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Category Archives: SMS Emden

22 November 1914 – Paul to Gertrude

Sunday 22th Nov

Dear Mother.

You’ll never realize where I’ve been during the last month – right out to Bombay and back & really it was such a rush thro’ – one had no time for writing or anything. I sent you a p.c from Port Said & I wrote a[t] Bombay – but I expect you’ll get this letter first. Well – we went Emden hunting – only to find after about a 4 days look she was finished – we were sick & annoyed – so we went to Bombay & an ill wind sde [said?] we had an excellent 21/2 days there. I met – of course – heaps of people I knew who looked after me very well. Now we are coming back again & hoping we shall be sent out to chase somebody else – who knows. At Aden I heard of Ben & Ted from Ainslie Talbot – he looks just the same & I could’nt fail to recognise him: also I met one of the Lloyd boys. Arthur I think – he’s in the R.A.M.C [Royal Army Medical Corps]. I did’nt know him ‘cept by his name, but of course it all came out fairly soon that he was my god-mother-.[This makes no sense, the original may be illegible.]

We got a vast mail there – first one for a month & I got your two letters of Oct 20th & 25th telling me of Bens safe arrival. I am glad she has got home safely. Ainslie told me she was in an awful ship. My luck is badly out because, I missed somebody by a day at Aden, coming out in a P. & O., a girl I know very well – well of course you know of her – I think she’s been to Delaford. Mona Griffin. She’s going out to India with the “Grotesques” also of course the Percies – Billie Maude & Co. we passed them last night – so if we had only left a day later I might have met them all.

I’ve hardly had time to read all our papers yet – we got such heaps yesterday – but I am glad to see George was mentioned in despatches. I had a Field Service Post card from Ted too which pleased me immensely dated 20th. Yes I saw in the paper about Dr Rayner & am very sorry. He was always so nice to us. So you are housing some officers – I hope you get some nice ones & not as you say some old Colonel fellow.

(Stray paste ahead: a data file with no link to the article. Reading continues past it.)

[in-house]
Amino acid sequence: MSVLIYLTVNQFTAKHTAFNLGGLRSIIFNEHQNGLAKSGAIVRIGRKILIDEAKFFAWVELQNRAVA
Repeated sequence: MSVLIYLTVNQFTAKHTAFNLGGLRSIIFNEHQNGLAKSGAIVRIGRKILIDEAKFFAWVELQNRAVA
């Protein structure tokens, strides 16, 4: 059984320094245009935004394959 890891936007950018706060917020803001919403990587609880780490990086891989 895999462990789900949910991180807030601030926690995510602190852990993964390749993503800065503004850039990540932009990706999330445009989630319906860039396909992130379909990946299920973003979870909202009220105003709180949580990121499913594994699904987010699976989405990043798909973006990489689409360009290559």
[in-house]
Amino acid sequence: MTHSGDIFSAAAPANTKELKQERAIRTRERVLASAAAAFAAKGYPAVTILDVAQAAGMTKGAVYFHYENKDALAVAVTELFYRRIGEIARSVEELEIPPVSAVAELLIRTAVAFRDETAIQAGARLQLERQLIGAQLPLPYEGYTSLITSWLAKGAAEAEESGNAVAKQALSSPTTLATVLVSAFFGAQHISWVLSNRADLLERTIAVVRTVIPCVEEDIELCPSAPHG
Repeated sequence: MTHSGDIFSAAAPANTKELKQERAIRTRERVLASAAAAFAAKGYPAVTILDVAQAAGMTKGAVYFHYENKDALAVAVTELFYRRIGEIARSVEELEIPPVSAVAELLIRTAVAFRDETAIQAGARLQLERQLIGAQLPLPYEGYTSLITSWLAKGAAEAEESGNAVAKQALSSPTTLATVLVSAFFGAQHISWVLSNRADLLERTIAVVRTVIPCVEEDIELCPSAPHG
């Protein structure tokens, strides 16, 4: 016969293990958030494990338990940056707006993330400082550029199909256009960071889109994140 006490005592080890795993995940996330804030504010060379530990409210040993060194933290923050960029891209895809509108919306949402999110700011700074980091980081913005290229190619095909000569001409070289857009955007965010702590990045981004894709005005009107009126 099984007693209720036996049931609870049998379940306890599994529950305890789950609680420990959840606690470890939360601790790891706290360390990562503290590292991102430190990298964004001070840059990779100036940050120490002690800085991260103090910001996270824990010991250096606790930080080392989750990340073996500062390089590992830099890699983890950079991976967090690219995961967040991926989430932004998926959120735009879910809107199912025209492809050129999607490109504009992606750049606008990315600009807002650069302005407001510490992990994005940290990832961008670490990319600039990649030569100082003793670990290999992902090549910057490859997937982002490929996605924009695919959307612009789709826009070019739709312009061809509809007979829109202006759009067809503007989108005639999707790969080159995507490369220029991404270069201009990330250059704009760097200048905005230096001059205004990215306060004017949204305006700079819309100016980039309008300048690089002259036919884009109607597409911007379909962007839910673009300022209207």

Can you or any of you enlighten me who this person is, who is thinking of me. I’ve wracked my brains all day to think who it is but I dont know – cant place her or him anyhow – I enclose the card as I got it – I am awfully interested to know.  I dont even know the writing – I dont want it back as I’ve kept a copy.

How you must have laughed over that waistcoat. An “inflated collar” & looks much more simple. Will you send me one I want to see what they are like.

I have got heaps of letters to write – so I must stop. I do hope you are all well. It’s so hot where we are – I am sitting in a vest & trousers under a fan – I like the hot weather tho’.

with very best love to you all
Your ever loving son
Paul.


It’s not clear where Paul and the Gloucester were at this time.

I’m not sure if Billie Maude was one person, or if Billie Percy and Maude Percy were two separate people, presumably a couple. I am also not sure who or what “the Grotesques” were. 

 

17 November 1914 – Richard to Gertrude

En route Calcutta.

Nov 17

My dear Mother.